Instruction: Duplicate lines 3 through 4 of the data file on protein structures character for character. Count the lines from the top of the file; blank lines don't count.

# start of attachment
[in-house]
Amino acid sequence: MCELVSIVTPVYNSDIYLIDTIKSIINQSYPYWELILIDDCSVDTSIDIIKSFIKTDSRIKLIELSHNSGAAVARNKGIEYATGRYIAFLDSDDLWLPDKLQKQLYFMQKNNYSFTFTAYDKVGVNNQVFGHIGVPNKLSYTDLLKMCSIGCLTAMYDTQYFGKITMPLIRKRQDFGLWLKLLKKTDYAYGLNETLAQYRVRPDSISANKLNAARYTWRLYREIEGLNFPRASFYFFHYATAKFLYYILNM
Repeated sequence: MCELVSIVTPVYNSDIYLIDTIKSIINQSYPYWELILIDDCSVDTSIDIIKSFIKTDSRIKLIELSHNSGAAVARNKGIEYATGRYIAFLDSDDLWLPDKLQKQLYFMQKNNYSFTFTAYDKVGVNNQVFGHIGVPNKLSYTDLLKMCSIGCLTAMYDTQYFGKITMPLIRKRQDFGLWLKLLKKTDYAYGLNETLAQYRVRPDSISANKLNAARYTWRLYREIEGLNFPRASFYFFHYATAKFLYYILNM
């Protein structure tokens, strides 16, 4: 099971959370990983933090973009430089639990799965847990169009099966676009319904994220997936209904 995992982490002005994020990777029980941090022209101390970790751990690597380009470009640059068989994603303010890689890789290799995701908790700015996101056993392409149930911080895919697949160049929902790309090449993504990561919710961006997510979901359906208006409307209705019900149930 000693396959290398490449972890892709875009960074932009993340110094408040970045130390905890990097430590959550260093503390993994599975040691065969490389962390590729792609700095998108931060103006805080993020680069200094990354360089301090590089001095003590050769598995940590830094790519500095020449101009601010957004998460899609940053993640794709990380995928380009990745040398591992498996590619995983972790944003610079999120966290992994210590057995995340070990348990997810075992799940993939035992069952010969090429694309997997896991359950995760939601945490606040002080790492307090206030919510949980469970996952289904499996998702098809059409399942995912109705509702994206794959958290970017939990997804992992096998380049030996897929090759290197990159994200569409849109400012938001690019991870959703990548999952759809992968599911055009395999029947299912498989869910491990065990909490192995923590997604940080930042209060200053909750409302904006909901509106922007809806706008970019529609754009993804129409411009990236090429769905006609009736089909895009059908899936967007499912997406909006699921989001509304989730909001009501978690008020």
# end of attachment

Repeated sequence: MCELVSIVTPVYNSDIYLIDTIKSIINQSYPYWELILIDDCSVDTSIDIIKSFIKTDSRIKLIELSHNSGAAVARNKGIEYATGRYIAFLDSDDLWLPDKLQKQLYFMQKNNYSFTFTAYDKVGVNNQVFGHIGVPNKLSYTDLLKMCSIGCLTAMYDTQYFGKITMPLIRKRQDFGLWLKLLKKTDYAYGLNETLAQYRVRPDSISANKLNAARYTWRLYREIEGLNFPRASFYFFHYATAKFLYYILNM
């Protein structure tokens, strides 16, 4: 099971959370990983933090973009430089639990799965847990169009099966676009319904994220997936209904 995992982490002005994020990777029980941090022209101390970790751990690597380009470009640059068989994603303010890689890789290799995701908790700015996101056993392409149930911080895919697949160049929902790309090449993504990561919710961006997510979901359906208006409307209705019900149930 000693396959290398490449972890892709875009960074932009993340110094408040970045130390905890990097430590959550260093503390993994599975040691065969490389962390590729792609700095998108931060103006805080993020680069200094990354360089301090590089001095003590050769598995940590830094790519500095020449101009601010957004998460899609940053993640794709990380995928380009990745040398591992498996590619995983972790944003610079999120966290992994210590057995995340070990348990997810075992799940993939035992069952010969090429694309997997896991359950995760939601945490606040002080790492307090206030919510949980469970996952289904499996998702098809059409399942995912109705509702994206794959958290970017939990997804992992096998380049030996897929090759290197990159994200569409849109400012938001690019991870959703990548999952759809992968599911055009395999029947299912498989869910491990065990909490192995923590997604940080930042209060200053909750409302904006909901509106922007809806706008970019529609754009993804129409411009990236090429769905006609009736089909895009059908899936967007499912997406909006699921989001509304989730909001009501978690008020």